Blinking LEDs For A Timeless Fountain

We’ve seen a few of these builds before, but the build quality of [Mathieu]’s timeless fountain makes for an excellent display of mechanical skill showing off the wonder of blinking LEDs.

This timeless fountain is something we’ve seen before, and the idea is actually pretty simple: put some LEDs next to a dripping faucet, time the LEDs to the rate at which the droplets fall, and you get a stroboscopic effect that makes tiny droplets of water appear to hover in mid-air.

Like earlier builds, [Mathieu] is using UV LEDs and is coloring the water with fluorescein, a UV reactive dye. The LEDs are mounted on two towers, and at the top of the tower is a tiny, low power IR laser and photodiode. With the right code running on an ATxmega16A4, the lights blink in time with the falling water droplet, making it appear the drop is hovering in midair.

Blinking LEDs very, very quickly isn’t exactly hard. The biggest problem with this build was the mechanics. The frame of the machine was machined out of polycarbonate sheets and went together very easily. Getting a consistent drip from a faucet was a bit harder. It took about fifteen tries to get the design of the faucet nozzle right, but [Mathieu] eventually settled on a small output hole (about 0.5 mm) and a sharp nozzle angle of about 70 degrees.

[Mathieu] created a video of a few hovering balls of fluorescence. You can check that out below. It’s assuredly a lot cooler in real life without frame rate issues.

15 thoughts on “Blinking LEDs For A Timeless Fountain

    1. I dont think the leds are visible to the naked eye. At least thats the impression i got from the linked article.
      I guess the camera is sensitive to a broader rannge of frequencies than we are

    2. I agree with 8)… the columns of “blue” lights on either side will be invisible to the naked eye while the droplet will be visible because of the dye. Anyone know of an easily sourced UV filter that could have been used with the camera to make a better video?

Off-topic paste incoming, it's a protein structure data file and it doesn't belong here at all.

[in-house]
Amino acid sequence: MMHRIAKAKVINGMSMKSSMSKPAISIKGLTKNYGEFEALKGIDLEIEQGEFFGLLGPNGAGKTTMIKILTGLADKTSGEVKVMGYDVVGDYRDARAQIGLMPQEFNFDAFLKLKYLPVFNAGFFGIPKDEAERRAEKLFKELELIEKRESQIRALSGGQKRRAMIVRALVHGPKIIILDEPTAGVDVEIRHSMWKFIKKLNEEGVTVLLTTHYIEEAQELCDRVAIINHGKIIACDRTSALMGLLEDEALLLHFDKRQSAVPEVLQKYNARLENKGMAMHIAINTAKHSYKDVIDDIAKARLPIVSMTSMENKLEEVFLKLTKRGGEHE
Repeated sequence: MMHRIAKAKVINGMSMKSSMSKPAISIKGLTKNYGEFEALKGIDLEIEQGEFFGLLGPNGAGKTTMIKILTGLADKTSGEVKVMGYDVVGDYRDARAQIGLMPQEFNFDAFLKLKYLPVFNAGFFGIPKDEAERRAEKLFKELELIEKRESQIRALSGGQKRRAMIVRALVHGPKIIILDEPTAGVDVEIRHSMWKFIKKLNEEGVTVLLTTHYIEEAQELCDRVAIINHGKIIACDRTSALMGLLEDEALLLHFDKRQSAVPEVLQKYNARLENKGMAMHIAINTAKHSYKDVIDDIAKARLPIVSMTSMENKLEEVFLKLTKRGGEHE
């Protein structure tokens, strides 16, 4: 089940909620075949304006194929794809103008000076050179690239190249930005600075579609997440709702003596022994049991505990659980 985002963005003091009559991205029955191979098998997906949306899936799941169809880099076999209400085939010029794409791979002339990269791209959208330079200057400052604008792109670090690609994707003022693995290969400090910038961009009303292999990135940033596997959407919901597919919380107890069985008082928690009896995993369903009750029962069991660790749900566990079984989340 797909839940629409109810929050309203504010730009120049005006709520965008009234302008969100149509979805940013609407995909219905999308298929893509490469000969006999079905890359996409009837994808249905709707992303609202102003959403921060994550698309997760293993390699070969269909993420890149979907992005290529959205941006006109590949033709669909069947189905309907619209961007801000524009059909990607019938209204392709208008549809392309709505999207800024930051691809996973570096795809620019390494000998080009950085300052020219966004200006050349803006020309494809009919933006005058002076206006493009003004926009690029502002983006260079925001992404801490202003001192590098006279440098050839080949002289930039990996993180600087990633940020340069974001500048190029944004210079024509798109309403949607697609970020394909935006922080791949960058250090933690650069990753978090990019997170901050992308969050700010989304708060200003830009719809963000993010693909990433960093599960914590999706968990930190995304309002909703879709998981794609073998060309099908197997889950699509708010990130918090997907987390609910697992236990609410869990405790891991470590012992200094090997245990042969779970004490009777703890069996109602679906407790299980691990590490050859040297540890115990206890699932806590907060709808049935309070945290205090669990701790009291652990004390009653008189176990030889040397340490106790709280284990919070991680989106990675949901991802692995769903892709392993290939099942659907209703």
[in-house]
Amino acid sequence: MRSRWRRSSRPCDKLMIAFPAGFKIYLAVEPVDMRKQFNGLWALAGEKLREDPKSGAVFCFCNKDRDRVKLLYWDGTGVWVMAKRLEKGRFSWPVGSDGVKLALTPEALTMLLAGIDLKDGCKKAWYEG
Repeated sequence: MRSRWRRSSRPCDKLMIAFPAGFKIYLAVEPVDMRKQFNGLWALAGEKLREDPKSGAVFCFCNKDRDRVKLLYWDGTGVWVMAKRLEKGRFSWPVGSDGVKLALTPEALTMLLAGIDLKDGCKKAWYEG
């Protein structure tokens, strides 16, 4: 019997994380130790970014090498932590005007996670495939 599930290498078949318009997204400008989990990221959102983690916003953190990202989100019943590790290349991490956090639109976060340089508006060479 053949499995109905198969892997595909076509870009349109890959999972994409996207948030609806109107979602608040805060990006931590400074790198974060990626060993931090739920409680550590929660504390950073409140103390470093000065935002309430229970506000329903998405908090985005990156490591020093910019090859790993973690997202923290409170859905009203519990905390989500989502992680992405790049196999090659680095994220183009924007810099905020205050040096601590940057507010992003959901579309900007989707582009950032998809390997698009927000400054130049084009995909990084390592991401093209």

1. UV isn’t a single wavelength, it’s a band. 400-410nm is visible as purple, and produces mild fluorescence. 365nm is invisible, and produces strong fluorescence.

          If you just buy a generic “UV” LED, you’ll probably get something in the 395-410nm range, which is visible, and looks a lot like a good old fashioned fluorescent blacklight (BLB) tube. Get 365nm specifically if you want the light to be invisible.

          Though I have a 3W 365nm LED, and it looks dull blue-white. This isn’t the actual 365nm light or its sidebands, but a white plastic part in the LED itself fluorescing! A common recommendation to remove this is a Rosco Permacolor #3660 “UV Pass” filter, but it filters out much of the desired 365nm UV as well. Very soon I’ll be trying a #1048 “Purple Fusion” instead. This may not be a problem with the smaller 365nm LEDs like T1-3/4, I think they lack such parts, but as I haven’t tried them I can’t say with certainty.

      1. Polarized film from an office supply store or a camera shop. Might have to play with it by rotating it until it blocks the light out but the stuff works wonders for making light frequency filters.

    3. I should also mention that I couldn’t use my 60d to shoot this video because of the artifacts that would appear. Unfortunately I didn’t have access to a professional video camera! It would indeed have been perfect with a UV filter.

  1. This is pretty much how we used to adjust “continuous jet inkjet” printers when I worked on that tech in the 1990’s. The strobe light flashes at the desired frequency. The frequency of the piezo that pushes out the ink drops is then carefully adjusted until the drops appear to be stationary. That’s when you get the optimum charge transferred to the drops.

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